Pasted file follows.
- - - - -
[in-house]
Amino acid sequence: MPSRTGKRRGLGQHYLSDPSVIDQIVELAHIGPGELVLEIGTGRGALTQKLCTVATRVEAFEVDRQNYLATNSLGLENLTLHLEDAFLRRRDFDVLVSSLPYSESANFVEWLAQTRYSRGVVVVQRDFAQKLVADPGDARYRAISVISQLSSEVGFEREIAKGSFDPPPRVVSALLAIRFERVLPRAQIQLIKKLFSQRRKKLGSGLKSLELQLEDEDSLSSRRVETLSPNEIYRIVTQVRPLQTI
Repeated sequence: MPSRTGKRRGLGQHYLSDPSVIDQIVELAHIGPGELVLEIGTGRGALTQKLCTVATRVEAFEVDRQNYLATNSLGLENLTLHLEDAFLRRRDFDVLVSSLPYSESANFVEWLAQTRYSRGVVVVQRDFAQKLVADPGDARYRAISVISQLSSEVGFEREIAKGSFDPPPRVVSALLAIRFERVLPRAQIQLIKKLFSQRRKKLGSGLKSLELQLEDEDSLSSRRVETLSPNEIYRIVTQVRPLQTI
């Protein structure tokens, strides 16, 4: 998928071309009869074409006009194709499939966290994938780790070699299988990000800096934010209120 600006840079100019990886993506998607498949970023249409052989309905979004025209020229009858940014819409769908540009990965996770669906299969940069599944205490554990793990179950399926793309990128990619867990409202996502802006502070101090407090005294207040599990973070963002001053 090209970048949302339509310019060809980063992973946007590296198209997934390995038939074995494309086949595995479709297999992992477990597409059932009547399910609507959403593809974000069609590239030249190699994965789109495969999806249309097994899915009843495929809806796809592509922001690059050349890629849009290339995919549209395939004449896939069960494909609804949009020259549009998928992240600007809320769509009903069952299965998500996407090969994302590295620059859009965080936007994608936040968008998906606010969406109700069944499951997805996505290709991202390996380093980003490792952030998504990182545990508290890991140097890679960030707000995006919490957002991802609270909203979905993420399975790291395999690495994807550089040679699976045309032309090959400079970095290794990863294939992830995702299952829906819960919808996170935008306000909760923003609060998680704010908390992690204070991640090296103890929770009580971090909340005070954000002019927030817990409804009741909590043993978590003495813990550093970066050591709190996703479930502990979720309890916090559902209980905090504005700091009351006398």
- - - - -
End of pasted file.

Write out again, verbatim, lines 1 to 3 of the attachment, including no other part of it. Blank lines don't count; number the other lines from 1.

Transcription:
[in-house]
Amino acid sequence: MPSRTGKRRGLGQHYLSDPSVIDQIVELAHIGPGELVLEIGTGRGALTQKLCTVATRVEAFEVDRQNYLATNSLGLENLTLHLEDAFLRRRDFDVLVSSLPYSESANFVEWLAQTRYSRGVVVVQRDFAQKLVADPGDARYRAISVISQLSSEVGFEREIAKGSFDPPPRVVSALLAIRFERVLPRAQIQLIKKLFSQRRKKLGSGLKSLELQLEDEDSLSSRRVETLSPNEIYRIVTQVRPLQTI
Repeated sequence: MPSRTGKRRGLGQHYLSDPSVIDQIVELAHIGPGELVLEIGTGRGALTQKLCTVATRVEAFEVDRQNYLATNSLGLENLTLHLEDAFLRRRDFDVLVSSLPYSESANFVEWLAQTRYSRGVVVVQRDFAQKLVADPGDARYRAISVISQLSSEVGFEREIAKGSFDPPPRVVSALLAIRFERVLPRAQIQLIKKLFSQRRKKLGSGLKSLELQLEDEDSLSSRRVETLSPNEIYRIVTQVRPLQTI